Do not buy this book. All it will do is infuriate you to think that the publisher and editor are profitting from such a shoddy product. Save your money. And if you have already purchased this book, spend another 37 cents on a stamp to send New Millenium Press and Otto Penzler a letter of complaint. But don't forget to proofread before you send it!
Baldacci gets us off to a roaring start with 'The Mighty Johns'..a mystery within a mystery...within a mystery. And although I enjoyed all the other writers his was the best and set the pace for some marvelous reading.
It is impossible to pick one author over another because each one's approach to the subject is entirely different with each story superbly written and executed; with brisk characters and no lagging in the story lines. I don't usually re-read a book right away, but I did with several stories in this one. Fantastically skilled writers whose imaginations soar to the heights..and you follow them till the last word is written and absorbed.
For several hours of sheer enjoyment..pick this one up! You won't regret it!
Two follow on short stories, one a morality play about a murder and a soccer game that took place at the outset of WWI and the second by Brad Meltzer that draws on the classic MIT pranks at Harvard-Yale games, were actually pretty good. WARNING! The unabridged audiobook captures every word of Baldacci's ridiculous novella but omits the stories by the likes of Lehane and Lupica that I gather were part of the book. Don't expect them if you try the audio version.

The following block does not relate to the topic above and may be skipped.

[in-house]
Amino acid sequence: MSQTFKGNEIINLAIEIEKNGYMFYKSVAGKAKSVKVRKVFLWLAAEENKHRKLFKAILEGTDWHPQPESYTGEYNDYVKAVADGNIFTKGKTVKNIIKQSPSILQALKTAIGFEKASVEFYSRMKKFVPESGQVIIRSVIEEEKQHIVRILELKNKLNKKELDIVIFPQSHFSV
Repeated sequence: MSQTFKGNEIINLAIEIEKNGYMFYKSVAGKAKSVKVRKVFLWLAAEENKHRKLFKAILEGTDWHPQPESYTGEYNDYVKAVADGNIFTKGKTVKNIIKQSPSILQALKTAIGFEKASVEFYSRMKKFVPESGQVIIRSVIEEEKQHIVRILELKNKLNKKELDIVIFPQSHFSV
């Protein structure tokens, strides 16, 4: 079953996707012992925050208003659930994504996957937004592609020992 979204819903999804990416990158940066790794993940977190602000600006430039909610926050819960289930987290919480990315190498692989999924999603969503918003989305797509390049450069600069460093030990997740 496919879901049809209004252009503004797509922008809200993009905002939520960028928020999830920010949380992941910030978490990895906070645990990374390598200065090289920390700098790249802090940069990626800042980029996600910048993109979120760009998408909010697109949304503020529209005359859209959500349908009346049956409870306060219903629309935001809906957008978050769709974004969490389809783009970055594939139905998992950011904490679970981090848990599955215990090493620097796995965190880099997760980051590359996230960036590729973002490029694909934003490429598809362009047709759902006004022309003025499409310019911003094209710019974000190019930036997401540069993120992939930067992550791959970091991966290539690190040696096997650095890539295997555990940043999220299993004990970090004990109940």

In short, this is either one of the most egregious examples of prose by a so-called professional I've ever seen, or I'm living in a parallel universe wherin the matters of style, substance, and grammar are reversed.
Most recent customer reviews
I was really expecting something special after reading Publisher's Weekly's review. I thought the story was predictable and rather foolish. Read morePublished on Oct. 10 2002
I couldn't have been more disappointed in this book. I am huge Baldacci, Meltzer, Green fan as well as a football nut, and I thought this would be a great read (similar to Tim... Read morePublished on Aug. 15 2002 by PATRICK
I read 60-100 books per year; I love football; I enjoy David Baldacci's work. Sooooo, this book would be a natural, right? Wrong! Read morePublished on July 31 2002 by Augustine J. Fredrich
This best selling author has combined the world of mystery and intrigue with the pure excitement of football. Read morePublished on July 26 2002 by Jim Franklin
Baladacci's story was very good, although I don't think it is one of the "more remarkable stories ever written". Read morePublished on July 17 2002
After hitting the best-seller list shortly after it's release, "The Mighty John's" has proved itself to be one of the years few rewarding mysteries. Read morePublished on July 16 2002 by Jessica Marie
After hitting the best-seller's list shortly after making it's way to bookshelves everywhere, "The Mighty John's" proves itself to be an one of today's few intriguing... Read morePublished on July 16 2002 by Jessica Marie